“Mothballing the Cayuga power plant will not prevent the use of fracked gas in Tompkins County, as protesters against natural gas would have us think.  Our electricity needs locally are met by the NY power grid.  In 2011, the electricity generated by natural gas was 30.9% of the electricity consumed in NY State.  That natural gas comes to us from the Gulf of Mexico up through the gas fields of Pennsylvania and further west.  It would be naïve to think that it does not pick up fracked gas along the way.  Mothballing the plant will, however, take at least 10% of the tax base away from the Lansing School District, which, like all school districts, is still reeling from the state and federal cuts that have occurred since the recession of 2009.  Let’s not let empty symbolism blind us to the very real disaster that closing the plant would cause to the children of the Lansing District,” said Pat Pryor, the Tompkins County Legislator representing the Town of Lansing.

“As the Superintendent of Lansing Schools, I am deeply concerned about the financial impact the possible loss of Cayuga Operating Plant will have on our school district.  We would expect a loss of approximately 1.2 million dollars which is equivalent to over 15 teaching positions.  We could not request our Lansing tax payers to suffer the drastic tax increase that would need to take place to meet the loss of 1.2 million dollars.  As we evaluate this decision, it is important to recognize the effect it will have on our Lansing School District and be prepared for the consequences,” said Lansing Central School District Superintendent Chris Pettograsso.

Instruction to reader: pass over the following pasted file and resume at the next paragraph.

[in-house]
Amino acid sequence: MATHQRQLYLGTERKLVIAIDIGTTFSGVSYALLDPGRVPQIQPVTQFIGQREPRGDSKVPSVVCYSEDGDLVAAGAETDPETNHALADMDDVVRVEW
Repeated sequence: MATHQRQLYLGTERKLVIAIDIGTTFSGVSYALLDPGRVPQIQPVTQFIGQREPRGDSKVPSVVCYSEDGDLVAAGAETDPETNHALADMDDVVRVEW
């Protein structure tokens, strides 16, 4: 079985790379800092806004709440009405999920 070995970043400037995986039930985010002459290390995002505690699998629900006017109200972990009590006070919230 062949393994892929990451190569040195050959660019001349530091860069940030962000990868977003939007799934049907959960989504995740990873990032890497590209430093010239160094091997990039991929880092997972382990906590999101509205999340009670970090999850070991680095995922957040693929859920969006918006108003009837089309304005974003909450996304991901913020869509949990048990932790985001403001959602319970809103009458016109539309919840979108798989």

“The closure of the Cayuga Operating Plant would have a devastating impact on local job-producing businesses and property taxpayers.  The hardworking taxpayers and small business owners of Lansing would see a dramatic increase in the property taxes they pay to the Lansing Central School District, Town of Lansing, and Tompkins County if the Plant is not repowered.  As a small businesses owner and Lansing taxpayer, I support the repowering of the Cayuga Operating Plant and I urge the New York State Public Service Commission to allow this plan to move forward without delay,” said Dan Pace, Lansing resident and owner of Hickory Hollow Golf Range and Pro Shop.

Jean McPheeters, President, Tompkins County Chamber of Commerce said, “The Cayuga Power Plant is a significant contributor to the Tompkins County economy. It provides good, permanent, high-tech jobs. The Cayuga Plant is at least 10% of the Lansing School District tax base and over 7% of the Town of Lansing tax base. The closure of this plant would have a significant, negative impact on the people of this community and on the regional economy.”